Charles Ponzi did not intend to have his name become synonymous with financial fraud; he intended to get rich quickly. While he was not the first to perpetrate such a scheme, Ponzi’s name is attached to a type of fraud in which a fund pays its first investors with the money contributed by later investors—a Ponzi scheme. In 2008, Bernie Madoff was discovered to have been running a Ponzi scheme with investments estimated at $17.5 billion[1] and claimed returns in excess of $65 billion.[2] While Ponzi’s name is still mentioned frequently, many people now view Madoff as the face of Ponzi schemes due to his decades-long run as a famous investment professional all while never actually investing client funds.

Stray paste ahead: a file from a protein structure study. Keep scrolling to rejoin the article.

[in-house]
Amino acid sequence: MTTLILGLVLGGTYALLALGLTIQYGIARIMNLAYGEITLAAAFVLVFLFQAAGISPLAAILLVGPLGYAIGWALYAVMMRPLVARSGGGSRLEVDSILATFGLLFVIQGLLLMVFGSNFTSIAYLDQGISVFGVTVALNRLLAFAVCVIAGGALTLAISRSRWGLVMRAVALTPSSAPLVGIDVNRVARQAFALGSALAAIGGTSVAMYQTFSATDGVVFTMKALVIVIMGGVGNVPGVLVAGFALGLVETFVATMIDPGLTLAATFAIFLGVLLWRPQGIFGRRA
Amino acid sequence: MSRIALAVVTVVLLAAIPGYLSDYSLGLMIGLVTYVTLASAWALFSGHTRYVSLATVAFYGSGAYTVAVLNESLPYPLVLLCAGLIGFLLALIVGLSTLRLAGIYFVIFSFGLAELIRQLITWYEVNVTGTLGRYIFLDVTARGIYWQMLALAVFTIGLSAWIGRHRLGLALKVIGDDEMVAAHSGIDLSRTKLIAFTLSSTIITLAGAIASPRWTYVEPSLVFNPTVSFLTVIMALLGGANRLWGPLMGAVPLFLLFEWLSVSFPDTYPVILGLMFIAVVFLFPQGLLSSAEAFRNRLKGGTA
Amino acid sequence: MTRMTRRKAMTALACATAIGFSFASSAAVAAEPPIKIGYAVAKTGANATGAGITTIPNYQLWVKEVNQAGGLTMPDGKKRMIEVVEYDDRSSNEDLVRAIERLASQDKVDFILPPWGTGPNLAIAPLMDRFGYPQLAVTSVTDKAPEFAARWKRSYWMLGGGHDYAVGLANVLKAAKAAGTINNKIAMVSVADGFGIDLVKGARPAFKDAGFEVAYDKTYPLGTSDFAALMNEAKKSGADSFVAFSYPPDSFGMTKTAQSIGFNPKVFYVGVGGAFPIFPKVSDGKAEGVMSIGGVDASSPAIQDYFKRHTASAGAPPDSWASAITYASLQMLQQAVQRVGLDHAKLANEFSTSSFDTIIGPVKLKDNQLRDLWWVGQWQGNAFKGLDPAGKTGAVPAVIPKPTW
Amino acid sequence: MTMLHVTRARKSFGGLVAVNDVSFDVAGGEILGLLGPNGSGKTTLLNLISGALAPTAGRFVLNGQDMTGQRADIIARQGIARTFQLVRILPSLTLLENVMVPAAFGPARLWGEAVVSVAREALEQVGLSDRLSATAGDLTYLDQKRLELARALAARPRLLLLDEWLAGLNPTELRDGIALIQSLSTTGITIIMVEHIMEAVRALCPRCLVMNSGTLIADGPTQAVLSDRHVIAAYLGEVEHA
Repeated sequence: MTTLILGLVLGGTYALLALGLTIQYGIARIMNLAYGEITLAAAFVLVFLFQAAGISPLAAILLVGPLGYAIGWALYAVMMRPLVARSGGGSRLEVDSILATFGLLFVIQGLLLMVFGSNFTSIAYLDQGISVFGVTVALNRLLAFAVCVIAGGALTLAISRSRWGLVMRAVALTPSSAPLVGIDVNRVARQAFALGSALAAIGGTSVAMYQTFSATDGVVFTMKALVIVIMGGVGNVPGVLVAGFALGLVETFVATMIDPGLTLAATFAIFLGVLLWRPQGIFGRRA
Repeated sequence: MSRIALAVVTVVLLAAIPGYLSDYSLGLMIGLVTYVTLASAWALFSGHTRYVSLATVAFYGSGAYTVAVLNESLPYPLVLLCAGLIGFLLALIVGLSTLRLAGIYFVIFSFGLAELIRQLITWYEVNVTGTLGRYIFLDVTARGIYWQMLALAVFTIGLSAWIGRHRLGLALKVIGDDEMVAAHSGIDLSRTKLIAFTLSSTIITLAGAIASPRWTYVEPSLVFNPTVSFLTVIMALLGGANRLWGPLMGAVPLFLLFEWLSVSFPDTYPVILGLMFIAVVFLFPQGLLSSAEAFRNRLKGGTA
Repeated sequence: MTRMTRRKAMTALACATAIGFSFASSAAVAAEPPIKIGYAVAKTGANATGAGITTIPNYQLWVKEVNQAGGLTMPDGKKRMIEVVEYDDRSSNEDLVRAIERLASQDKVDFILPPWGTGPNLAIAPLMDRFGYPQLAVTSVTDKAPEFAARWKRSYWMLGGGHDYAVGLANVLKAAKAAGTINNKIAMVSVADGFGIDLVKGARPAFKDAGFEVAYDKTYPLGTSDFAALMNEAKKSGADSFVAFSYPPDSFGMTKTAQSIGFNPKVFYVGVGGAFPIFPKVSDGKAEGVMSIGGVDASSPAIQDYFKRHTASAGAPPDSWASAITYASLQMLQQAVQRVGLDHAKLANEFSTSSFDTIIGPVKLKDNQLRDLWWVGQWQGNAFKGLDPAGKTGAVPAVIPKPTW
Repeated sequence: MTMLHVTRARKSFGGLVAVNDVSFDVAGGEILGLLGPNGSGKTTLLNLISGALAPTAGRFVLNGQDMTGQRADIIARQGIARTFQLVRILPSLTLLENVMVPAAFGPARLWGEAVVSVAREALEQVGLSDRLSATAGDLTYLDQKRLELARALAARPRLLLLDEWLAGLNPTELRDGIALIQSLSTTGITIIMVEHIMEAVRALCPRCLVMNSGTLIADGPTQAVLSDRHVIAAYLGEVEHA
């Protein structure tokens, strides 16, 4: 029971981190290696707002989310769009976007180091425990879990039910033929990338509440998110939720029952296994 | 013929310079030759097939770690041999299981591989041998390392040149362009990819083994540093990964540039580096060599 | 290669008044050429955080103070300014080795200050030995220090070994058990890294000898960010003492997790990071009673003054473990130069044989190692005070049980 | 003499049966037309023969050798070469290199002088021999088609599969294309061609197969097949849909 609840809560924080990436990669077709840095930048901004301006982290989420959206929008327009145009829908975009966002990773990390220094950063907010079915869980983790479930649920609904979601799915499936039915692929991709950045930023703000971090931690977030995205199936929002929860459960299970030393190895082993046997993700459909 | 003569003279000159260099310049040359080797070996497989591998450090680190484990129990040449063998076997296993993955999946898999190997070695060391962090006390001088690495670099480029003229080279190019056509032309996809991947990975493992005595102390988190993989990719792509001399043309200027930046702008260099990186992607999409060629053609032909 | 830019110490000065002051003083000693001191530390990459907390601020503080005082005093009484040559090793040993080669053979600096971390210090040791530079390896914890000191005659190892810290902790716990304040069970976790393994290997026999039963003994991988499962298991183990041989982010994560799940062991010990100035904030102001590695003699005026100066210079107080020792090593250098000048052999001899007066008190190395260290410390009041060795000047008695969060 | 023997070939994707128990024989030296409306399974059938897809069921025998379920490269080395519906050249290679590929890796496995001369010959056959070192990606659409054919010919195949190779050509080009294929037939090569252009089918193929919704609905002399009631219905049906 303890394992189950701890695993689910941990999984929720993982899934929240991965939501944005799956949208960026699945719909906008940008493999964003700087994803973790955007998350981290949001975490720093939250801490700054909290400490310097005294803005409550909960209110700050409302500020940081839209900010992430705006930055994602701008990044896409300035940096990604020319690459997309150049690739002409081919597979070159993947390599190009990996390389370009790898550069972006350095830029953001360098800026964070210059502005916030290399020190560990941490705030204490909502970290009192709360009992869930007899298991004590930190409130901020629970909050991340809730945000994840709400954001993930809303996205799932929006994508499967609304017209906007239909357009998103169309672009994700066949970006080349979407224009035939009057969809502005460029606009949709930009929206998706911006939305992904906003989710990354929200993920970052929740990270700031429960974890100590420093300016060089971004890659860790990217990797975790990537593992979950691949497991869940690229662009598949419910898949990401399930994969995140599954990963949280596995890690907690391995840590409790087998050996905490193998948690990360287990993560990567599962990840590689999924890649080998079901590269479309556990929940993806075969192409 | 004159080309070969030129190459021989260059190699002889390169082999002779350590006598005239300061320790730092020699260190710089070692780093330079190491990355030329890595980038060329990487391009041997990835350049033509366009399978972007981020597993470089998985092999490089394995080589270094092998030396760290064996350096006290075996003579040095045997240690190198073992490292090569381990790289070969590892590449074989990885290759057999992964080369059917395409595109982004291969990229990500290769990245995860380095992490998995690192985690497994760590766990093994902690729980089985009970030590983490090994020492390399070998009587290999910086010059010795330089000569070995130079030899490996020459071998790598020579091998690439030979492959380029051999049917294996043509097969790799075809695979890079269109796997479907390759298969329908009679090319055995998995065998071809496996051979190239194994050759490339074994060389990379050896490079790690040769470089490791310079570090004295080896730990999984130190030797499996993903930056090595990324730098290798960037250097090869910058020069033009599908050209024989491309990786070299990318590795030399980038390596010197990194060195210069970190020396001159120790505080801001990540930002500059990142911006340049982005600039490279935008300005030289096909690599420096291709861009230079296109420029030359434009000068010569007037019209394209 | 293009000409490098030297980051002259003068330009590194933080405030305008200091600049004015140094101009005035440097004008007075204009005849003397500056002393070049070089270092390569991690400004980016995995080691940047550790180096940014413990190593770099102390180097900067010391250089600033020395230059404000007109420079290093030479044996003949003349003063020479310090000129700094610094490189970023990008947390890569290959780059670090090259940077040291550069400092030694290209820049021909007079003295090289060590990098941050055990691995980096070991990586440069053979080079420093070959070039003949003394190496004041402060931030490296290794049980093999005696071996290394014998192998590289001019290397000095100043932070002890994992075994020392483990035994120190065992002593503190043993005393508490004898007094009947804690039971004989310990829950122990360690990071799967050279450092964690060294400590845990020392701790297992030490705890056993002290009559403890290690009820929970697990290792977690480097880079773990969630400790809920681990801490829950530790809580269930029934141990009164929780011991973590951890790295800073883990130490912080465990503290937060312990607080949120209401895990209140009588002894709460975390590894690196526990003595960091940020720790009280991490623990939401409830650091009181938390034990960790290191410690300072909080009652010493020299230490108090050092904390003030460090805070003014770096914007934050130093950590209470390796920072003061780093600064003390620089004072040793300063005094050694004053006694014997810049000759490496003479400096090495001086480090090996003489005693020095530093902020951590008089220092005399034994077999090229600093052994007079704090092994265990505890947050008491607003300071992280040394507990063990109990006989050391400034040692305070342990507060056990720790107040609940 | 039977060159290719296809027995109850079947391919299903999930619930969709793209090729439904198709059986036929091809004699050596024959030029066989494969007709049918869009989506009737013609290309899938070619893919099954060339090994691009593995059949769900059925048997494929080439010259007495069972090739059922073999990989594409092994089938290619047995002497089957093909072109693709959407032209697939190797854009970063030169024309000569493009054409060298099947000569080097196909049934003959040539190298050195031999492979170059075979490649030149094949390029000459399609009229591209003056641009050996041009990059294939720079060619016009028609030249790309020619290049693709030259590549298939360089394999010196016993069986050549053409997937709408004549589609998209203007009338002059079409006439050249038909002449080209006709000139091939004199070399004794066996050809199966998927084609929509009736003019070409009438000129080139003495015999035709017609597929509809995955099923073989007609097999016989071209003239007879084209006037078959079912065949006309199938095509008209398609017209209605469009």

When Madoff’s scheme unraveled, Irving Picard was assigned as trustee for Bernard L. Madoff Investment Securities LLC under the Securities Investor Protection Act (SIPA) and was given the task of attempting to recover as much money as possible to repay the initial investments of Madoff clients.[3] Six years later, the victims of Madoff’s fraud are still seeking repayment of their initial investments.[4] Picard has successfully recovered approximately 60% of the stolen assets to distribute to victims, but he continues to seek more.[5] Recently, the Second Circuit placed a major obstacle in his path when it determined that investors who withdrew more from their accounts than they initially invested were protected by the stockbroker defense in § 546(e) of the Bankruptcy Code.[6] Picard argued that these investors profited from Madoff’s scheme and whether they knew of the scheme or not, the profits they enjoyed should be shared by all of the defrauded investors.[7] On March 17, 2015 he filed a petition for certiorari with the Supreme Court, which has the potential to increase the amount of recovered assets by at least $2 billion and possibly up to $4 billion. With the holders of these funds currently protected by the “stockbroker defense” under the Second Circuit’s ruling,[8] Picard hopes that the Supreme Court will take the case and rule that this defense should only apply when actual securities are involved, not fictitious ones as is the case with Ponzi schemes. While some see the efforts of Picard as simply robbing Peter to pay Paul,[9] the return of these funds would allow for all defrauded investors to be treated equally and fairly without conveying benefits on those who were lucky enough to withdraw their money from Madoff’s Ponzi scheme first.